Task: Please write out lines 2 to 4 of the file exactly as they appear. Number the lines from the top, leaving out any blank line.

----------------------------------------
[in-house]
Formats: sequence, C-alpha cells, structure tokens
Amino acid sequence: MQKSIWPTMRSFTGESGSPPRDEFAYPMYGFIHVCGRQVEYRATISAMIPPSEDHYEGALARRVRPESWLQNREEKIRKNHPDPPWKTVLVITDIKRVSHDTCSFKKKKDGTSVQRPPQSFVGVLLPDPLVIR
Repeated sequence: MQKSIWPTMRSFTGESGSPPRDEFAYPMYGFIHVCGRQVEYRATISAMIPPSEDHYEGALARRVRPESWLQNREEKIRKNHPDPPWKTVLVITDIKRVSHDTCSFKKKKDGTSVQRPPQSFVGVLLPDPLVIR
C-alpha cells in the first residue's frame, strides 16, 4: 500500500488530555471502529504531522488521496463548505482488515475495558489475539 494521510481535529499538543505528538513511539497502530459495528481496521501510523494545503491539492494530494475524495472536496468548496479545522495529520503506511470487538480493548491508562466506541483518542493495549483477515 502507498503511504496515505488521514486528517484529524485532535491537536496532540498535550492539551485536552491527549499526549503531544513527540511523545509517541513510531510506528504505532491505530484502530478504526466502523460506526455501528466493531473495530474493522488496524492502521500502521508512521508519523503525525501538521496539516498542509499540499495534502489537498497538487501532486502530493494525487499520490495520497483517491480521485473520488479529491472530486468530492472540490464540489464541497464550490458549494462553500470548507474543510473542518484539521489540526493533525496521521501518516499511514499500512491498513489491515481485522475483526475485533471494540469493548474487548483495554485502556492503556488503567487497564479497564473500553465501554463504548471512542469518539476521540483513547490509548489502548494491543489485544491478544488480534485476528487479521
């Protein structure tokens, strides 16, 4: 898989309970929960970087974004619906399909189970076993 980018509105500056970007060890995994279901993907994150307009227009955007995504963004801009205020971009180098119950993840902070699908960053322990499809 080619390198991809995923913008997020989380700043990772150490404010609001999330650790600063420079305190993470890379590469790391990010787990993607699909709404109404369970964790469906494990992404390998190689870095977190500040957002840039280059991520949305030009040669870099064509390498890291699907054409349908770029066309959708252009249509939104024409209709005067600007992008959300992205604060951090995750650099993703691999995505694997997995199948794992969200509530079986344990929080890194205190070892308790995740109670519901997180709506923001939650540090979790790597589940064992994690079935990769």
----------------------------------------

Formats: sequence, C-alpha cells, structure tokens
Amino acid sequence: MQKSIWPTMRSFTGESGSPPRDEFAYPMYGFIHVCGRQVEYRATISAMIPPSEDHYEGALARRVRPESWLQNREEKIRKNHPDPPWKTVLVITDIKRVSHDTCSFKKKKDGTSVQRPPQSFVGVLLPDPLVIR
Repeated sequence: MQKSIWPTMRSFTGESGSPPRDEFAYPMYGFIHVCGRQVEYRATISAMIPPSEDHYEGALARRVRPESWLQNREEKIRKNHPDPPWKTVLVITDIKRVSHDTCSFKKKKDGTSVQRPPQSFVGVLLPDPLVIR